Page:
By Susan Hroncek They said the old woman ate children, but I never believed it. Children disappeared; it’s just something that happened. Some wandered too close to the steel mills or the lake. Others were snatched from the park or on the way home from school. And some simply ran away. Anything to escape the taunting, the fists, the pollution that painted the sky orange and coated our world in coal-black dust.

Bloom

November 23rd, 2015|

by Brent van Staalduinen Every time I see you in the spring, your hands are dark with the expensive soil you till into those waiting flower beds. It comes in big yellow bags and never sits for long—within days the shovel and wheelbarrow are out for your annual spring performance, you the director, your husband the reluctant player. But today, it’s just you. The hem of the black dress you wore to the service is hiked up, and your knees are as muddy as your hands.

The Red Kite

July 14th, 2015|

by Paula Dunning Rachel is driving the riding mower back and forth across the lawn, the first mowing of the season. It’s springtime-cool—she’s wearing a light jacket, and a bright red scarf holds back her greying curls—but the midday sun is warm on her back. As she backs up to manoeuver around the hawthorn bush, she glances across the expanse of green to the house, where the rose bushes beside the deck are just putting out leaves. When she and Tom moved onto this farm forty years ago, a small yard surrounded the house. Back then, she pushed an old mower that spewed out black smoke while the kids piled up the clippings to make hay for toy cows.

In the Shade of the Sunshine Superette

April 29th, 2015|

by Gary Thomson The Chester Billings parkette gathered Clara Knox and her friends many summer afternoons when the companions were between engagements. That was Louella Dickens’ term—engagements—for part time work that paid little, and ended soon after it began. Clara was watching two gulls squabble around an overfull rubbish bin. She bristled when Richie O’Brien nodded towards her cigarets. “Give us a smoke, Clara? I’ll pay you back next weekend.” When pigs wear bow ties, Clara thought. To extend her smoking needs over several days, Clara took care when she left the parkette to leave the open packet with Ayaaz Mahmood who owned the convenience store across the road. He stowed it behind his cash counter in a plastic hold-all with his stapler and a topless ballpoint pen. The surrender of her cigarets was a moral aid towards eventually quitting.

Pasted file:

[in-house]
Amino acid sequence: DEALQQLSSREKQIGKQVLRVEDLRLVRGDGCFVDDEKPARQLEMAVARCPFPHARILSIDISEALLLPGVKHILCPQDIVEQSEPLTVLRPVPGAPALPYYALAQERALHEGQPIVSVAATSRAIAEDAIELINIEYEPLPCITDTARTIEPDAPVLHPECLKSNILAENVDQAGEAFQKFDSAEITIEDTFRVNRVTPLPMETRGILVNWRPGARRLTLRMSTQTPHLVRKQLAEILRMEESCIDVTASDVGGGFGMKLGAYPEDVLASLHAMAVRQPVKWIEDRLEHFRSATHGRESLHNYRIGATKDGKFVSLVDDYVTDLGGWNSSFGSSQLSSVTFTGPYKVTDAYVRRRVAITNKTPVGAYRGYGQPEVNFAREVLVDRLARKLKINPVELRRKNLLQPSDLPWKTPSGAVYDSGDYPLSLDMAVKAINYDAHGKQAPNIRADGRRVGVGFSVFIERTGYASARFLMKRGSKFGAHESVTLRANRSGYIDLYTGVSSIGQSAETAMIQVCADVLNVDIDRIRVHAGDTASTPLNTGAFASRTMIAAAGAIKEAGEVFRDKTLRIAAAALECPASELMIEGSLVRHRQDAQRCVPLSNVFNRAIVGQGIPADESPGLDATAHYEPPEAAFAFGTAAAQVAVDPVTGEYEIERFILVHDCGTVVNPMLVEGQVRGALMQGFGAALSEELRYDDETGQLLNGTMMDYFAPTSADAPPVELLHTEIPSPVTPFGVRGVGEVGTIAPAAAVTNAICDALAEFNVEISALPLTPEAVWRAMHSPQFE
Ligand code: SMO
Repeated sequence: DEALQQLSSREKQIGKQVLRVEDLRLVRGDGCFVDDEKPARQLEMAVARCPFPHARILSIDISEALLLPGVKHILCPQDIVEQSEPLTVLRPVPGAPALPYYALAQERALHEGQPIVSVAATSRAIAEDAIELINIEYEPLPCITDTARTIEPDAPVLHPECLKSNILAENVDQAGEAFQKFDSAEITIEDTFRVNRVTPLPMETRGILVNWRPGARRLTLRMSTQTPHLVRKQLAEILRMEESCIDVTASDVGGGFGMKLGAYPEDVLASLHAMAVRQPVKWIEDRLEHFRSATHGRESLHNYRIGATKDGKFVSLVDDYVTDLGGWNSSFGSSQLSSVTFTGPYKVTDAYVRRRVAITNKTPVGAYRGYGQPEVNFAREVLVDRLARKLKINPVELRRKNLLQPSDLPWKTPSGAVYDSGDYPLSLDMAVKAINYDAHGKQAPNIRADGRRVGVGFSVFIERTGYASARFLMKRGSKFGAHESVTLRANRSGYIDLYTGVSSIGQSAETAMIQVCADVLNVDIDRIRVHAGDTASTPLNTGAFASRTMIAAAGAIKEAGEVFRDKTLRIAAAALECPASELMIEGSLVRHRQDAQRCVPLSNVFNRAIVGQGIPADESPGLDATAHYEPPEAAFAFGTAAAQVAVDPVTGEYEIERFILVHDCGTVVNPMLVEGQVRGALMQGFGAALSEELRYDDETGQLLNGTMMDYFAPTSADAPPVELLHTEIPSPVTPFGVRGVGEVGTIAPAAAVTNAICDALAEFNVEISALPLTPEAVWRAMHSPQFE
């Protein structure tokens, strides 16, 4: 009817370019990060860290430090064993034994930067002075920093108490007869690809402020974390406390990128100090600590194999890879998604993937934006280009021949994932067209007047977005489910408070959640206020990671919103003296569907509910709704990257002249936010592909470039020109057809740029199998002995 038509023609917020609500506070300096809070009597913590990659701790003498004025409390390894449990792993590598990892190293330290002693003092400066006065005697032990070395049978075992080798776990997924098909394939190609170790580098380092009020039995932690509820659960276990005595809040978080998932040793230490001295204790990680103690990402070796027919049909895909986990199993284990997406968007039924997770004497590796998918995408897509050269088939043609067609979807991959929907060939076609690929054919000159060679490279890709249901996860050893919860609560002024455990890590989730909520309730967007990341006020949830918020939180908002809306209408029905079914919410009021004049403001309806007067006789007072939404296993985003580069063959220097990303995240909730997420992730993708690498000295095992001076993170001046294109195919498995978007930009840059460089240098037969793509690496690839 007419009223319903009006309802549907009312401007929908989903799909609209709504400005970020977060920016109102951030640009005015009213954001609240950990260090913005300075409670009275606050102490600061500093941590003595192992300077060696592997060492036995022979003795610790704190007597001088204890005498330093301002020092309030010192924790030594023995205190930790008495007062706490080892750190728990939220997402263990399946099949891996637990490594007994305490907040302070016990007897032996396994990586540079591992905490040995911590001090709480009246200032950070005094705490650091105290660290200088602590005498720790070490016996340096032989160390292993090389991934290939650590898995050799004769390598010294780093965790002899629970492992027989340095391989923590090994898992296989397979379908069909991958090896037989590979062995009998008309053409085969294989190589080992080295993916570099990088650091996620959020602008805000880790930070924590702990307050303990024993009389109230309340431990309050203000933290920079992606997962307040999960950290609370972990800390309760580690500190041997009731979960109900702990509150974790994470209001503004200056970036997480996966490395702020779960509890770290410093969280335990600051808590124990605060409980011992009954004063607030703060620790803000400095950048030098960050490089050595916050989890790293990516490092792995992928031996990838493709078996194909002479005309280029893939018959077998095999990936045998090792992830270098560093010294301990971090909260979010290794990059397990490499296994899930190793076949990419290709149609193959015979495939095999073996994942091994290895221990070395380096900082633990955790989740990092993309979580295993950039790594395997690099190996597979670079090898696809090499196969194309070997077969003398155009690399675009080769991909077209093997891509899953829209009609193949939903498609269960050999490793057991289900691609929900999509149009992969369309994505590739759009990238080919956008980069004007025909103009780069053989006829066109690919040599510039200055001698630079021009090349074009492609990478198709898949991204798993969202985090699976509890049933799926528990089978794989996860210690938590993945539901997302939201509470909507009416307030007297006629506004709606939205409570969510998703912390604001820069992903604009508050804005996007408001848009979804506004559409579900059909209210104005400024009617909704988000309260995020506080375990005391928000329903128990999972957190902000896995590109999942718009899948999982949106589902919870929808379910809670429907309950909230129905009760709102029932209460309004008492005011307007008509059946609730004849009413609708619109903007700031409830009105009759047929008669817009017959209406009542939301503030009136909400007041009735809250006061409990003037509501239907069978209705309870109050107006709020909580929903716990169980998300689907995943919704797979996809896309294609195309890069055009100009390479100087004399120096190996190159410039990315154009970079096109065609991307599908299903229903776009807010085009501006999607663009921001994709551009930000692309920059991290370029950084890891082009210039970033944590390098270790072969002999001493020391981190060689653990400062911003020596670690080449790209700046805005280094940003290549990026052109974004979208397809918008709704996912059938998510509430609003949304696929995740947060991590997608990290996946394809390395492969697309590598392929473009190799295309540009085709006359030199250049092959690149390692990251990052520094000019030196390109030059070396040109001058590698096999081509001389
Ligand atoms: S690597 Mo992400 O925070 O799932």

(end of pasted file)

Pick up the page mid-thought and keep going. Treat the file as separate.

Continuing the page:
Frostbite

March 3rd, 2015|

by Helen Rossiter There is a moment between sleep and wakefulness when anything is possible. You know in that fraction of a second, before your brain clicks into gear, that you are flying or dancing with the stars, or that you are alone in a dark cavern. It’s a fragment of time when the impossible and the implausible might frighten or amuse, but don’t strike you as odd.

Somewhere Warm, With No Snow

February 3rd, 2015|

by Heather Debling Barbara pointed to the chicken she wanted. It would have bothered her once: the wholeness of the meat, the unplucked skin, the head lolling about, the wattle—if she looked at it hard enough, long enough—still seeming to shudder. But after her trip, she would find what was once normal to be unnatural, her stomach turning at all the headless little chicks lined up in a row at the grocery store, cling-wrap worn like a second skin, tight hospital corners to hold in the juices.